Faith is Tested During Hurricane Ian

October 11, 2022
Eric Short | eric.short@uss.salvationarmy.org

Faith is Tested During Hurricane Ian

Soldier rides out storm with family in mobile home

(Fort Myers, FL) – During the nine hours that Mark Wicks and his family rode out the storm he says there were a few times he started questioning God. “I learned what it means to pray without ceasing,” said Wicks, a soldier at the Fort Myers Salvation Army Corps, where he has attended for five years.

Wicks, his fiancé Jody, and his 89-year-old mother Polly, rode out the storm in his mobile home, which sits less than two miles from the Gulf of Mexico. The structure took the full brunt of Hurricane Ian, with winds of 150 mph whipping it mercilessly for hours on end. “We started in the living room, watching TV. Then we moved to the bedroom, and finally ended up in the hallway. Our porch roof was torn off and we had to hold the door closed to keep out the storm surge and the wind,” said Wicks as he showed me damage around his home.

Eventually some of the exterior walls began to lift slightly, and Mark said it’s at this point he feared they were going to perish. Water began to pour in through the air vents in the floor. Mark said he prayed with his friend over the phone, who called him from St. Charles, Illinois. “When the water started coming in the vents, I thought we were going to drown. I put mom on the kitchen table. I started praying even harder for the Lord to keep the water out, and that’s when it stopped. I thought about when Jesus calmed the seas on the Galilee, and He spared us,” said Wicks.

Mark said the local Salvation Army Corps in Fort Myers where he attends has been very supportive in the aftermath of the storm. “We went down there and Area Commander Major Carlyle Gargis prayed with me. He is my friend,” said Wicks. The Salvation Army has also given him some supplies to aid with his cleanup efforts.

Since the storm, Mark has been busy with his plumbing business. He is working long hours to help others, and he needs the work as he doesn’t have insurance to cover the estimated $10,000 in repair costs to his home. “I’m just blessed to be alive, and I thank the Lord for that daily.” Mark and Jody are scheduled to marry in early 2023.

Since October 1, The Salvation Army response team in the Fort Myers area has served the following:

  • 64,452 meals
  • 35,052 drinks
  • 3,858 snacks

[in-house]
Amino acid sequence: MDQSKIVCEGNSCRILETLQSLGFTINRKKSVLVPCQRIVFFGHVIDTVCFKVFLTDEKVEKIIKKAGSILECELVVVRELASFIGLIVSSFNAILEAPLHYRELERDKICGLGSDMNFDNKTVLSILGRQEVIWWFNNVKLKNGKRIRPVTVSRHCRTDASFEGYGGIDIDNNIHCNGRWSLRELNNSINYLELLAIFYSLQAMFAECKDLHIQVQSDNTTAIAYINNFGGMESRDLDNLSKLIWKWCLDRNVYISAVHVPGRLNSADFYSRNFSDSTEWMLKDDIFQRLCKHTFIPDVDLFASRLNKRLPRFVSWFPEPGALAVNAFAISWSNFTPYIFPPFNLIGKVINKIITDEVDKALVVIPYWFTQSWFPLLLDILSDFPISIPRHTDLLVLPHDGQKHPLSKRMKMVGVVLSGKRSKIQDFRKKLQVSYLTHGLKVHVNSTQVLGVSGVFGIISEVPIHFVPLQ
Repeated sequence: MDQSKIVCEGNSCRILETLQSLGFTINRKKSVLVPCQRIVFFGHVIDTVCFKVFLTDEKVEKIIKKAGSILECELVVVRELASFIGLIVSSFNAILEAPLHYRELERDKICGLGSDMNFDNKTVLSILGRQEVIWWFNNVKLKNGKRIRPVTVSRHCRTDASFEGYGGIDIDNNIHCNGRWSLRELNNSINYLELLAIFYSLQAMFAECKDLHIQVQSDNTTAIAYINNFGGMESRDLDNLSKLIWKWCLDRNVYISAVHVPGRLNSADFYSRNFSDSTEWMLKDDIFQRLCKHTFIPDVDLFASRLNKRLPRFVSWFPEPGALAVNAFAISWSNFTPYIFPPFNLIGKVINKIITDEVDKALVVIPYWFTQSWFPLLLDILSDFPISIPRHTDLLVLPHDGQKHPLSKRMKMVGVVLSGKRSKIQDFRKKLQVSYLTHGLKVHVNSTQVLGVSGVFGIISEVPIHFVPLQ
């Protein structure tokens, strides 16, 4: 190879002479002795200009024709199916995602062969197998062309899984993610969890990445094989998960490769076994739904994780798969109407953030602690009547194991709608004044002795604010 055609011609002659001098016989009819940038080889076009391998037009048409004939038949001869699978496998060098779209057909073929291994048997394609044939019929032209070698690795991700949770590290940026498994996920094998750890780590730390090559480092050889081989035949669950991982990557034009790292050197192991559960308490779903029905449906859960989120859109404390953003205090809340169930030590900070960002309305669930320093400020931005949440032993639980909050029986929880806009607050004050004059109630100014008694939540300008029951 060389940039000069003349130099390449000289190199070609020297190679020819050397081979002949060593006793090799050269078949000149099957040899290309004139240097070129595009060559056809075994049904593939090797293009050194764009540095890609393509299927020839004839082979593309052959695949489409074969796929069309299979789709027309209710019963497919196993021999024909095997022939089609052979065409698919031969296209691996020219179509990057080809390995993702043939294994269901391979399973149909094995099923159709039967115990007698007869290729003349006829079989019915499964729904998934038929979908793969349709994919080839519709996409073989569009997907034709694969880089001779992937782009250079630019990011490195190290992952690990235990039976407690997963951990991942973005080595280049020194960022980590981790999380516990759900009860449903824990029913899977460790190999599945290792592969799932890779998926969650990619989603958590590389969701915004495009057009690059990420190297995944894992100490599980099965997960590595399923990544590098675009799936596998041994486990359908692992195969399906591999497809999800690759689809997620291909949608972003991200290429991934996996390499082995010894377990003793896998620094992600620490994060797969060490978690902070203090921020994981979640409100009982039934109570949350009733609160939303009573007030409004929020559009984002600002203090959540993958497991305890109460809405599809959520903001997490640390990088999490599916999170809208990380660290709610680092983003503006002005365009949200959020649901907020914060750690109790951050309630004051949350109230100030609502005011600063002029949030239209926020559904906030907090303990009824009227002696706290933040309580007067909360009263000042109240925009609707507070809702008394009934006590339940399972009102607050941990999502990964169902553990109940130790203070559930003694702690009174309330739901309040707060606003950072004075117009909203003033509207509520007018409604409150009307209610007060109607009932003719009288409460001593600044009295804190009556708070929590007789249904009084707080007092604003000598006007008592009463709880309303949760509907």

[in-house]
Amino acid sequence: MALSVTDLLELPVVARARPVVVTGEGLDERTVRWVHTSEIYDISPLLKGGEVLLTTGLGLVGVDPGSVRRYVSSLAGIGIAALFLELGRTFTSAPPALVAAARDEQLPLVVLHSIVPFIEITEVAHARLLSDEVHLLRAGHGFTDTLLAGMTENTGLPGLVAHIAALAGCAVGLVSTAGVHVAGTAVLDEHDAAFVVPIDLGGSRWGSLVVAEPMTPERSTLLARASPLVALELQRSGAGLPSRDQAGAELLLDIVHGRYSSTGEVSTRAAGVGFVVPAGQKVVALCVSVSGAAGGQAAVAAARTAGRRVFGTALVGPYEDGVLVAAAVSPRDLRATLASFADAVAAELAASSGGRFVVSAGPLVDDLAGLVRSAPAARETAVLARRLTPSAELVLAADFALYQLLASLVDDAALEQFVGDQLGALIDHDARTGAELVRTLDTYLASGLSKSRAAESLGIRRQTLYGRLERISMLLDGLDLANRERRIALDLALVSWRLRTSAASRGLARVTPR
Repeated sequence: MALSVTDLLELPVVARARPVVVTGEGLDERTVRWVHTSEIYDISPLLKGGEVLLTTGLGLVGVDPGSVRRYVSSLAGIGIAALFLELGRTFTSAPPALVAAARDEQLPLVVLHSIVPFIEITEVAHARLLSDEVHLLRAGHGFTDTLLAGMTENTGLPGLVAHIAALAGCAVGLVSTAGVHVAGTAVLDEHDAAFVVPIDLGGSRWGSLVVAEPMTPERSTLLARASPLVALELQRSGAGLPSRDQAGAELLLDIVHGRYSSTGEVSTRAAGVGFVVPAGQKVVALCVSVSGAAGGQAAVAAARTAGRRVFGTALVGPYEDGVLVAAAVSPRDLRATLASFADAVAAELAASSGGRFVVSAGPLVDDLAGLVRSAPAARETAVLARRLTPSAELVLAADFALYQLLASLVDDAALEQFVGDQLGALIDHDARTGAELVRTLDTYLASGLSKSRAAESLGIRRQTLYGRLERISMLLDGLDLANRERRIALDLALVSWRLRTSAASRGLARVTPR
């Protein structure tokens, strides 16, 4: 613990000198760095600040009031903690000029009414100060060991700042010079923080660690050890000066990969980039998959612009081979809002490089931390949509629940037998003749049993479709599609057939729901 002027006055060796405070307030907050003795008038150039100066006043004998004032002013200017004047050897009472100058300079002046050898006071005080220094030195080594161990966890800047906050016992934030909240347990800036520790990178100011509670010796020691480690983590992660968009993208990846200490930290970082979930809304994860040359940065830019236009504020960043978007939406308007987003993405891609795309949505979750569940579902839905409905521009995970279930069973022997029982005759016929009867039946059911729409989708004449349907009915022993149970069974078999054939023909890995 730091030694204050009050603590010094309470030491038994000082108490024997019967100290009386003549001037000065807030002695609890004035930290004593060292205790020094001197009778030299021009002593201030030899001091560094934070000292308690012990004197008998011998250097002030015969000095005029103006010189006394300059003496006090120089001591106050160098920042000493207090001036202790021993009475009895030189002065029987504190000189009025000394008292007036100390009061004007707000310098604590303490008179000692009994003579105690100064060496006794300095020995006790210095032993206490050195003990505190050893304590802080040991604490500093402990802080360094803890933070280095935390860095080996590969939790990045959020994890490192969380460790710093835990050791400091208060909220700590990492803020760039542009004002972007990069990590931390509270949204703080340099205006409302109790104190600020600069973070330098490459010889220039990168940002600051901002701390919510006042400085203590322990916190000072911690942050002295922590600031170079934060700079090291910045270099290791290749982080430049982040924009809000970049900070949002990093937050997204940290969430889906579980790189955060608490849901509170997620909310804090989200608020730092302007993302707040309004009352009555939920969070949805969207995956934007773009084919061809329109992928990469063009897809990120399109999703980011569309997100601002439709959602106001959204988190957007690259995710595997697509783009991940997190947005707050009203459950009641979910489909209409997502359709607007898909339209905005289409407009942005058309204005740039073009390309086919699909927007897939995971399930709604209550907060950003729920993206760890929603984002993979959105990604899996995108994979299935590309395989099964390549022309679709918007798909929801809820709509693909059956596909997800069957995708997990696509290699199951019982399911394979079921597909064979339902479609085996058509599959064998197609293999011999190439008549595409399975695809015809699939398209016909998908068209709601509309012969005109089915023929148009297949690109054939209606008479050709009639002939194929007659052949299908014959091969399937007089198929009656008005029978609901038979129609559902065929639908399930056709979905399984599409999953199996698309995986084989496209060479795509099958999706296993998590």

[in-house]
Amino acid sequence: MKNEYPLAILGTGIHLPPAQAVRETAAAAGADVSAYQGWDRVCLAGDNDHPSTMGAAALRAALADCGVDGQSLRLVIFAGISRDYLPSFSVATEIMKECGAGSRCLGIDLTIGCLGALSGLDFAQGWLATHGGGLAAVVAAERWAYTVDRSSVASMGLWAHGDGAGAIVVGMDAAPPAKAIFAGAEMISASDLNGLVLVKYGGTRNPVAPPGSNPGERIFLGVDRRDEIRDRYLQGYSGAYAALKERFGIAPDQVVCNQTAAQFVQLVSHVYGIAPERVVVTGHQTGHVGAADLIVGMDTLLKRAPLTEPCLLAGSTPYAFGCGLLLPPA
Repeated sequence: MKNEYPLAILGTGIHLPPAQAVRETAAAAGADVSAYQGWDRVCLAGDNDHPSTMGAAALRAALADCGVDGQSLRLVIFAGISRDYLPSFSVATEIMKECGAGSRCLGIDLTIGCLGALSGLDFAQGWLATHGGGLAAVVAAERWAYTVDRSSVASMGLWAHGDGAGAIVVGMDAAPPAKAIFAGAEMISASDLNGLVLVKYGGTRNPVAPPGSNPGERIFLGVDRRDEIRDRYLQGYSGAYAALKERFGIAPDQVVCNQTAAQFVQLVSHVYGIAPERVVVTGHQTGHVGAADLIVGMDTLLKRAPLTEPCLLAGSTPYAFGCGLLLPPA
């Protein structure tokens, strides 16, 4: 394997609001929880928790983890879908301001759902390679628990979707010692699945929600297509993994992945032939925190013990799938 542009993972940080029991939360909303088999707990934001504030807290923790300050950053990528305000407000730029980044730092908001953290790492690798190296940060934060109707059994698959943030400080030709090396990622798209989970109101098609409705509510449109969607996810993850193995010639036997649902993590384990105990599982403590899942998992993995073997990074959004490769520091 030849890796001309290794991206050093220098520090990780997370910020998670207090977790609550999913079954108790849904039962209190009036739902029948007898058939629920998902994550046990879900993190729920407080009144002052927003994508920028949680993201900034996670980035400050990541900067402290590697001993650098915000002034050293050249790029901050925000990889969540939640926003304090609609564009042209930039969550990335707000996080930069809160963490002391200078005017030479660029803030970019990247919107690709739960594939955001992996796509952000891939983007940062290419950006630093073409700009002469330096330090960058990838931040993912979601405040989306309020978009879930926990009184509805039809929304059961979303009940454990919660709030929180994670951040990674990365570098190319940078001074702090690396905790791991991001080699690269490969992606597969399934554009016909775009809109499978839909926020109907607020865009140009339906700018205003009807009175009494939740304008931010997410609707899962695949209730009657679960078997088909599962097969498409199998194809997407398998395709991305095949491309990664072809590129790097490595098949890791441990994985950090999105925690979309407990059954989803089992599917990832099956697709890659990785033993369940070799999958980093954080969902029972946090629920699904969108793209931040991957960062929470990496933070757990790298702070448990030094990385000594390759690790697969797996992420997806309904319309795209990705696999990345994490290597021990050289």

• 5,068 emotional and spiritual contacts

The Salvation Army plans to continue its response as long as needed, and is coordinating its efforts with federal, state, and local officials, as well as other social service agencies.

To make a financial gift to support the Hurricane Ian disaster relief effort, go to helpsalvationarmy.org or call 1-800-SAL-ARMY (1-800-725-2769). One-hundred percent of designated disaster donations go to direct services for survivors and first responders.

About The Salvation Army
The Salvation Army annually helps more than 30 million Americans overcome poverty, addiction, and economic hardships through a range of social services. By providing food for the hungry, emergency relief for disaster survivors, rehabilitation for those suffering from drug and alcohol abuse, and clothing and shelter for people in need, The Salvation Army is doing the most good at 7,600 centers of operation around the country. In the first-ever listing of “America’s Favorite Charities” by The Chronicle of Philanthropy, The Salvation Army ranked as the country’s largest privately funded, direct-service nonprofit. For more information, visit www.SalvationArmyUSA.org. Follow us on Twitter @SalvationArmyUS and #DoingTheMostGood.

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The Salvation Army, an international movement, is an evangelical part of the universal Christian Church. Its message is based on the Bible. Its ministry is motivated by the love of God. Its mission is to preach the gospel of Jesus Christ and to meet human needs in His name without discrimination.
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